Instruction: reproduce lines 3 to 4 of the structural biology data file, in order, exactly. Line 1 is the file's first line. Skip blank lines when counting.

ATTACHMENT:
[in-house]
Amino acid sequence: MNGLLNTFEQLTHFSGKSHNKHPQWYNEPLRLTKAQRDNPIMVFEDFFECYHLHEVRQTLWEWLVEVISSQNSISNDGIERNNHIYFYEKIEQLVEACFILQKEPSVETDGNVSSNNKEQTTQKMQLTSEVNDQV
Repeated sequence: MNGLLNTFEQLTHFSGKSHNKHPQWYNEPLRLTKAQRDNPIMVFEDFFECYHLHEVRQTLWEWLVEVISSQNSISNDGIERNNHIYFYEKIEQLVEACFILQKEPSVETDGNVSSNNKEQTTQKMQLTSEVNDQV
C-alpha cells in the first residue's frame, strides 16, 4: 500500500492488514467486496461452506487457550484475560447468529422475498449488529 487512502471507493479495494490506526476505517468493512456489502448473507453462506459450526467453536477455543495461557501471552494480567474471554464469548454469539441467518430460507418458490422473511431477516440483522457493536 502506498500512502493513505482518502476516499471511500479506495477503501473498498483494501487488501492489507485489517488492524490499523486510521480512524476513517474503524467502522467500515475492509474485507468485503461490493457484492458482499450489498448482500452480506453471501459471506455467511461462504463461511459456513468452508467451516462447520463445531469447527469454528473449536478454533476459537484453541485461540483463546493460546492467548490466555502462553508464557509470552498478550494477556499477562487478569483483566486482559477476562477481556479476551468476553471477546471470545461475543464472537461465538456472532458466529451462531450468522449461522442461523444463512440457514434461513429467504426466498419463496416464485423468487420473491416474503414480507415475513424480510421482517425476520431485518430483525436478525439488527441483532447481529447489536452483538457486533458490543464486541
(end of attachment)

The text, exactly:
Repeated sequence: MNGLLNTFEQLTHFSGKSHNKHPQWYNEPLRLTKAQRDNPIMVFEDFFECYHLHEVRQTLWEWLVEVISSQNSISNDGIERNNHIYFYEKIEQLVEACFILQKEPSVETDGNVSSNNKEQTTQKMQLTSEVNDQV
C-alpha cells in the first residue's frame, strides 16, 4: 500500500492488514467486496461452506487457550484475560447468529422475498449488529 487512502471507493479495494490506526476505517468493512456489502448473507453462506459450526467453536477455543495461557501471552494480567474471554464469548454469539441467518430460507418458490422473511431477516440483522457493536 502506498500512502493513505482518502476516499471511500479506495477503501473498498483494501487488501492489507485489517488492524490499523486510521480512524476513517474503524467502522467500515475492509474485507468485503461490493457484492458482499450489498448482500452480506453471501459471506455467511461462504463461511459456513468452508467451516462447520463445531469447527469454528473449536478454533476459537484453541485461540483463546493460546492467548490466555502462553508464557509470552498478550494477556499477562487478569483483566486482559477476562477481556479476551468476553471477546471470545461475543464472537461465538456472532458466529451462531450468522449461522442461523444463512440457514434461513429467504426466498419463496416464485423468487420473491416474503414480507415475513424480510421482517425476520431485518430483525436478525439488527441483532447481529447489536452483538457486533458490543464486541